Escaping from an abusive marriage, seventeen-year-old Lakshmi makes her way alone to the vibrant 1950s pink city of Jaipur. There she becomes the most highly requested henna artist—and confidante—to the wealthy women of the upper class. But trusted with the secrets of the wealthy, she can never reveal her own.
Rich in detail and bright with tastes and textures, The Henna Artist is a fabulous glimpse into Indian culture in the 1950s. You’ll notice certain remnants of British colonization, and you’ll see how Western culture permeates Jaipur. Throughout her first novel, Alka Joshi explores the complex relationships of women in India, offering an introduction into the caste system that separates and defines people, and comments on the often invisible yet deeply important labor that’s deemed 'women’s work' ... Joshi’s prose is rhythmic and alluring, and her characters are multidimensional and alive. This is a novel of hope, ambition and healing.
... moves at a comfortable, luxurious pace. Most of the time, the story flows beautifully, sweeping the reader away in a phantasmagoria of coins and parrots and mouthwatering food. Joshi’s storytelling is engrossing, and minutes fly by in the world she has built. Sometimes, however, her prose drifts towards florid tics ... And there are elisions and incongruities in dramatizing the caste system in 1950s India, particularly as it relates to women. It’s a mistake to read this as straight historical fiction; to write about caste in a credible or thoughtfully imagined way would be to write more of cruelty and injustic ... India’s ongoing difficulties with caste and religious identity are part of the reason the country finds itself in turmoil today; the effect this novel generates, however, is analogous to reading Margaret Mitchell’s Gone With the Wind while a righteous Black Lives Matter protest is under way ... The novel has only an approximate relationship with the reality of the age in which it’s set, but it’s smoothly plotted and satisfying. Lakshmi Sastri is a relatable character readers will want to root for ... an amiable and entertaining debut novel about an important theme — balancing family with personal ambition — that allows readers to escape into a fantasy teeming with sensory pleasure.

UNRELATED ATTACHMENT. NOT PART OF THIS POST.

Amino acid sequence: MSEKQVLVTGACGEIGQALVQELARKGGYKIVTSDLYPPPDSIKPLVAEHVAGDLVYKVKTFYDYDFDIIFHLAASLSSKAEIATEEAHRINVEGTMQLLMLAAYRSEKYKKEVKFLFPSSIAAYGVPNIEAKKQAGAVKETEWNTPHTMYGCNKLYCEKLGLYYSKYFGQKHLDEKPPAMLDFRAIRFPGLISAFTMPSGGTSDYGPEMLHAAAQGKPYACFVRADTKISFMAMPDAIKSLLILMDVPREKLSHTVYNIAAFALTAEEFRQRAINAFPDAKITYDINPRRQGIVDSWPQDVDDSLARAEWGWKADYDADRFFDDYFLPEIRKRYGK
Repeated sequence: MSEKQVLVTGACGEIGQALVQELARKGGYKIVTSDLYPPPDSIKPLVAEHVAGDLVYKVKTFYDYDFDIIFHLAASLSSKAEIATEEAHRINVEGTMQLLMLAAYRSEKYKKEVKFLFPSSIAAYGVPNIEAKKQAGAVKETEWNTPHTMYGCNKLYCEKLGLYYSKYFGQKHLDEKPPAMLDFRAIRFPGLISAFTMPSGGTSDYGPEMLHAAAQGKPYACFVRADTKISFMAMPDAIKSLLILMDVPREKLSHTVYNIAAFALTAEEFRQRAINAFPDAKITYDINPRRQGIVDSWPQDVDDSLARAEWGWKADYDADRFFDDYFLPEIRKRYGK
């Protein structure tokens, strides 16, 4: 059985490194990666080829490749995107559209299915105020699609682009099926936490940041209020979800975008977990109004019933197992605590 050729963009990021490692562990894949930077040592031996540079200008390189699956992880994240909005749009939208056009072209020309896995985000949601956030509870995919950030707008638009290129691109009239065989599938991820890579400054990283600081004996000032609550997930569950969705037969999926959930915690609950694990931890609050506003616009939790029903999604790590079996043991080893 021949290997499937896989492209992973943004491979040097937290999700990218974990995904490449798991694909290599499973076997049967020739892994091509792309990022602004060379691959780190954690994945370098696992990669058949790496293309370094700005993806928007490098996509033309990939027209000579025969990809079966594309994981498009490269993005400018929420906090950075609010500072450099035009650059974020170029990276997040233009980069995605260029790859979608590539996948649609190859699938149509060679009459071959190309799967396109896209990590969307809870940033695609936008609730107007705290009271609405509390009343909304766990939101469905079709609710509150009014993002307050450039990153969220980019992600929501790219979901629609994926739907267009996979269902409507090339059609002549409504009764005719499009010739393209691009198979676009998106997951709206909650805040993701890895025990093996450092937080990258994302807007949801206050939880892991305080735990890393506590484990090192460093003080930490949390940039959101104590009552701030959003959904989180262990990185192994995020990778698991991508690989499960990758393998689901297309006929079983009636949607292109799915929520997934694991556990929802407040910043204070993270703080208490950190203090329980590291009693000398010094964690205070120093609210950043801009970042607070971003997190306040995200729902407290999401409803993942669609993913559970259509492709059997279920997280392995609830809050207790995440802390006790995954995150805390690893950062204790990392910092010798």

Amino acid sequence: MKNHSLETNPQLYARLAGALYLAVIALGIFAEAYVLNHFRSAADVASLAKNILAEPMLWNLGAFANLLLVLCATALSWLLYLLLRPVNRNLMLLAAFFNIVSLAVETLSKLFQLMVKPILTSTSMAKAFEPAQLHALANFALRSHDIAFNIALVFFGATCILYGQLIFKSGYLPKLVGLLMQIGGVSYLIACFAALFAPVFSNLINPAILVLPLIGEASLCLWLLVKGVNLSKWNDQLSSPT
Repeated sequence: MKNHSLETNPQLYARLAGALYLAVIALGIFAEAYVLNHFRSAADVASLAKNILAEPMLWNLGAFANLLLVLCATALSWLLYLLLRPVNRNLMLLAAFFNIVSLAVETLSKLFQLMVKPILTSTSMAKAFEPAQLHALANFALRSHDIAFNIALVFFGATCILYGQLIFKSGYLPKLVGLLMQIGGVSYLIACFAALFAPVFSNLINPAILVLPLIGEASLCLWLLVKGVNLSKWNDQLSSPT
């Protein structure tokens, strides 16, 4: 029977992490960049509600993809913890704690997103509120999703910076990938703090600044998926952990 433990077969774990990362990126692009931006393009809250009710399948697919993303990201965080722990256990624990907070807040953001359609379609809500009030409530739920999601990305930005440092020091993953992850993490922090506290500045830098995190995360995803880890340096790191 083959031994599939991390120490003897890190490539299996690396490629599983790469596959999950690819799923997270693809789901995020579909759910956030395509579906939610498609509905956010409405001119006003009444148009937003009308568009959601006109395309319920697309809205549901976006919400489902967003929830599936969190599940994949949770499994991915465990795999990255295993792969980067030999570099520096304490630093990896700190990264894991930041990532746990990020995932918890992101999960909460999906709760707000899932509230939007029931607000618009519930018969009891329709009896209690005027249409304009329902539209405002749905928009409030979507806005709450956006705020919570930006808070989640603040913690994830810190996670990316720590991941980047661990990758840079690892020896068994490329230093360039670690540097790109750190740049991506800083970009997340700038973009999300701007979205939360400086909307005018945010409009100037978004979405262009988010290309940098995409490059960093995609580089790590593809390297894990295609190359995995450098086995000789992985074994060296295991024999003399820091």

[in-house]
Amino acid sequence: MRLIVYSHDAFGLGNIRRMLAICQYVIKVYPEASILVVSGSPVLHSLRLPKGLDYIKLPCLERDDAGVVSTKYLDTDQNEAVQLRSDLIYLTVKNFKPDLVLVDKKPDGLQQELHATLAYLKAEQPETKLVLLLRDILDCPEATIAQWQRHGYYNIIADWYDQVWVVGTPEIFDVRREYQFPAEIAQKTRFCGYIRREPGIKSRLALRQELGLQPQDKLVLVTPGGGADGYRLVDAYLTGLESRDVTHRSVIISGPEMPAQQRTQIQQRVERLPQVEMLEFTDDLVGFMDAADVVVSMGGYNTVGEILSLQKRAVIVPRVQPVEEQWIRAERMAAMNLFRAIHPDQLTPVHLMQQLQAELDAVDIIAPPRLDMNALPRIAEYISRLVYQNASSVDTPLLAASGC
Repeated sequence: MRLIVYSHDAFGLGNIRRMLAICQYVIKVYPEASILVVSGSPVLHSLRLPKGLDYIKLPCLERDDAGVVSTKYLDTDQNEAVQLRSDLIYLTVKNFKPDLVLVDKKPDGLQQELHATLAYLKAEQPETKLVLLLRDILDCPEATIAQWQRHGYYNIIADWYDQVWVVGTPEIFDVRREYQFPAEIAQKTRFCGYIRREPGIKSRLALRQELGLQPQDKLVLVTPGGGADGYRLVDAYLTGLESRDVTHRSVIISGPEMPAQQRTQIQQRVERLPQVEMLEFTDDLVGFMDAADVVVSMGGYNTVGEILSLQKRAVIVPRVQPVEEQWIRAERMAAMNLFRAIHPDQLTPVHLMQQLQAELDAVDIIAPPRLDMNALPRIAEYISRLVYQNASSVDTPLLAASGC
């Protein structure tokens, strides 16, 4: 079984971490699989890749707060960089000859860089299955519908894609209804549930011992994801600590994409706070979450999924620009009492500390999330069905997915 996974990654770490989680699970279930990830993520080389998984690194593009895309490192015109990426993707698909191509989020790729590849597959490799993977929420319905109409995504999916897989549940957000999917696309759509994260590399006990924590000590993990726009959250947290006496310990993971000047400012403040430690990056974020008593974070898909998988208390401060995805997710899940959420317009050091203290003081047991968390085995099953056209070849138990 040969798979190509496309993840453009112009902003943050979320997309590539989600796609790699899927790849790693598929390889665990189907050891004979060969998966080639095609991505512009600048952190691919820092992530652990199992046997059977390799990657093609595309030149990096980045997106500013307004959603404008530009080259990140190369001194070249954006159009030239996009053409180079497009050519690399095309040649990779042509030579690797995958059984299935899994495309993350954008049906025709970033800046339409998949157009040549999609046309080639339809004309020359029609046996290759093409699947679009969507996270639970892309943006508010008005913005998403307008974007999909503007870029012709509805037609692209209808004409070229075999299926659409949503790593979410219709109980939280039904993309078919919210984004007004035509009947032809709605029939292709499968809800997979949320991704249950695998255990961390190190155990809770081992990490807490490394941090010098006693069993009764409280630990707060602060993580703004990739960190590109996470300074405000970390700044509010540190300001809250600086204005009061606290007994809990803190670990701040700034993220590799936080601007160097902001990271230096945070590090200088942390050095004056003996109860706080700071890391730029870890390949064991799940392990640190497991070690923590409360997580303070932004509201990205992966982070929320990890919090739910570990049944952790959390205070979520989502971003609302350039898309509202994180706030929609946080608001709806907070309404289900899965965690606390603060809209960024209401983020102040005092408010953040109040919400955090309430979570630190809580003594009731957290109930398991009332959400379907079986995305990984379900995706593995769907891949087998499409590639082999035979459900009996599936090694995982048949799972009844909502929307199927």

Set in the 1950s, just eight years after India’s independence from Britain, this lush novel reveals the intimate lives of India’s elite while reckoning with the hardscrabble lot of the people who served them. Lakshmi’s sister soon learns her own hard lesson about the entitlement of the upper classes, a lesson that threatens the independence Lakshmi has slowly earned for herself. Joshi has constructed a bewitching glimpse into the not-so-distant past with a tough heroine well worth cheering on.